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Where do we find hurricanes in the late summer?

Jaclyn Whittal

Monday, June 25, 2018, 15:43 - Summer is officially here and while many people are gearing up for holidays on the beach, those in 'hurricane zones' may be taking time to prepare for damaging winds and storm surge as hurricane season ramps up.

If last year taught us anything, it's that you can never be too prepared for a hurricane. Many U.S. residents are still recovering from the devastating impacts of Harvey, Irma and Maria. With the Atlantic hurricane season peaking from mid-August into October, we look at what drives storm in the later part of the summer season below.

(RELATED: How hail – of all shapes and sizes – forms, falls from sky)


Tropical cyclone activity typically peaks in late summer, when the difference between temperatures aloft and sea surface temperatures is the greatest. However, each ocean basin has its own seasonal patterns. On a worldwide scale, May is the least active month, while September is the most active. Peak hurricane season in the Atlantic Basin unfolds in mid-August into October. 

Hurricane Harvey is up there with Katrina for being one of the costliest hurricanes on record, inflicting $125 billion in damage, primarily from catastrophic rainfall that caused disastrous flooding in the Houston. Harvey was an August storm. It was the first major hurricane  since 2005 to make landfall on U.S. soil. The storm started as an easterly wave off the west coast of Africa and tracked across the Atlantic -- a track many storms take in August.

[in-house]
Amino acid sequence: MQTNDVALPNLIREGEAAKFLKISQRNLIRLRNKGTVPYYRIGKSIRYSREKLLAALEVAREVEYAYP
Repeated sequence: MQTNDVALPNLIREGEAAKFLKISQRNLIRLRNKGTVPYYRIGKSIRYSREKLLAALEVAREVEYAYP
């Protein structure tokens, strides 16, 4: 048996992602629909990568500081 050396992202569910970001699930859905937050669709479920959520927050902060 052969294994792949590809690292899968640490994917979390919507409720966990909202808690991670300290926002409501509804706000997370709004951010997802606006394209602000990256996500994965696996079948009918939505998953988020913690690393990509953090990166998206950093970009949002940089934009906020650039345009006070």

In the early part of the hurricane season we tend to see tropical development close to the coast. Some will develop off a lingering cold front which can help enhance tropical convection. Hurricane development tends to be slightly different later in the season. By August, we see storms take a long track across the Atlantic Ocean rather than develop close to home.


We do not expect to have as active of a season as we did last year. One of the main factors for this is that ocean temperatures are cooler than normal in the Main Development Region (MDR). This a band of water in the tropical and lower subtropical North Atlantic basin in between the Caribbean Sea and Northwest coast of Africa. 

For the duration of Spring 2018 the water temperatures have been cooler than normal, and if this trend continues we can expect less tropical activity east of the Caribbean. 

There is also an abundance of dry air in the MDR currently which will help to hinder tropical development. But that's no reason to let you guard down. There is always a chance we still could see development close to the coast as we did with sub-tropical storm Alberto. The National Hurricane Center continues to improve their forecasts and warning times every year, but it is on us to be prepared well in advance. It only takes one storm to change a community -- and your life -- forever.


  • Hurricane Camille made landfall in Mississippi as a Category 5 hurricane on Aug. 16, 1969. 
  • Hurricane Alicia, made landfall near Galveston, Texas on Aug. 18 1983. 
  • Hurricane Andrew hit Florida as a Category 5 hurricane on Aug. 24, 1992. 
  • Hurricane Charley made landfall in southwestern Florida in August of 2004.



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